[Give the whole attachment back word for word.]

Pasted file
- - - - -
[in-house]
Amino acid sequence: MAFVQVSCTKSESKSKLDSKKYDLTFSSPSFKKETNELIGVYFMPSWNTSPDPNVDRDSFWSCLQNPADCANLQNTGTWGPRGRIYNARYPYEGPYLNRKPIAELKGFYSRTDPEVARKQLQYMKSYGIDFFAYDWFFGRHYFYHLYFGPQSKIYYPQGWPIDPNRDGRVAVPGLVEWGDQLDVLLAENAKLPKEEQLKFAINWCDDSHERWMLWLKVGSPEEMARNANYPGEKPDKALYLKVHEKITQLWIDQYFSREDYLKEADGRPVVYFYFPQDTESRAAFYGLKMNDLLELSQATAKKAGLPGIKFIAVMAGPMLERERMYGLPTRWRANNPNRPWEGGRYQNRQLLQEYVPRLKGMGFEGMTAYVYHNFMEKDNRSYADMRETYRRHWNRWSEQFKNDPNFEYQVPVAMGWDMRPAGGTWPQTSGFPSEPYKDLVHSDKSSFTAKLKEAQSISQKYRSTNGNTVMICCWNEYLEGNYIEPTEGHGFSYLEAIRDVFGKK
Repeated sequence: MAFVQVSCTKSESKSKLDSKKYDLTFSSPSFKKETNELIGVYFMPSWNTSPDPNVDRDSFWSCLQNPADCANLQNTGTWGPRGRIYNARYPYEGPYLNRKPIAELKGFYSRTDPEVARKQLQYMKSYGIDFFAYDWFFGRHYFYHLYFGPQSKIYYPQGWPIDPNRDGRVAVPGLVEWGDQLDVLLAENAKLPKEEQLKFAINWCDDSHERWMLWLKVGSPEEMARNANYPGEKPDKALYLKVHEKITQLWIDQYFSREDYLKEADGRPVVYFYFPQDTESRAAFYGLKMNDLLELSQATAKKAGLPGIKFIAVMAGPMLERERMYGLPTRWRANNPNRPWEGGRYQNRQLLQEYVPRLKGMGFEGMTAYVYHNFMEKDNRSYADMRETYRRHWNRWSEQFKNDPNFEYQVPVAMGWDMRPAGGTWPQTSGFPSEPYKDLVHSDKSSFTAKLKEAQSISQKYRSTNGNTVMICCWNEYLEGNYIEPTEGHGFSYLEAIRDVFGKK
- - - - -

[in-house]
Amino acid sequence: MAFVQVSCTKSESKSKLDSKKYDLTFSSPSFKKETNELIGVYFMPSWNTSPDPNVDRDSFWSCLQNPADCANLQNTGTWGPRGRIYNARYPYEGPYLNRKPIAELKGFYSRTDPEVARKQLQYMKSYGIDFFAYDWFFGRHYFYHLYFGPQSKIYYPQGWPIDPNRDGRVAVPGLVEWGDQLDVLLAENAKLPKEEQLKFAINWCDDSHERWMLWLKVGSPEEMARNANYPGEKPDKALYLKVHEKITQLWIDQYFSREDYLKEADGRPVVYFYFPQDTESRAAFYGLKMNDLLELSQATAKKAGLPGIKFIAVMAGPMLERERMYGLPTRWRANNPNRPWEGGRYQNRQLLQEYVPRLKGMGFEGMTAYVYHNFMEKDNRSYADMRETYRRHWNRWSEQFKNDPNFEYQVPVAMGWDMRPAGGTWPQTSGFPSEPYKDLVHSDKSSFTAKLKEAQSISQKYRSTNGNTVMICCWNEYLEGNYIEPTEGHGFSYLEAIRDVFGKK
Repeated sequence: MAFVQVSCTKSESKSKLDSKKYDLTFSSPSFKKETNELIGVYFMPSWNTSPDPNVDRDSFWSCLQNPADCANLQNTGTWGPRGRIYNARYPYEGPYLNRKPIAELKGFYSRTDPEVARKQLQYMKSYGIDFFAYDWFFGRHYFYHLYFGPQSKIYYPQGWPIDPNRDGRVAVPGLVEWGDQLDVLLAENAKLPKEEQLKFAINWCDDSHERWMLWLKVGSPEEMARNANYPGEKPDKALYLKVHEKITQLWIDQYFSREDYLKEADGRPVVYFYFPQDTESRAAFYGLKMNDLLELSQATAKKAGLPGIKFIAVMAGPMLERERMYGLPTRWRANNPNRPWEGGRYQNRQLLQEYVPRLKGMGFEGMTAYVYHNFMEKDNRSYADMRETYRRHWNRWSEQFKNDPNFEYQVPVAMGWDMRPAGGTWPQTSGFPSEPYKDLVHSDKSSFTAKLKEAQSISQKYRSTNGNTVMICCWNEYLEGNYIEPTEGHGFSYLEAIRDVFGKK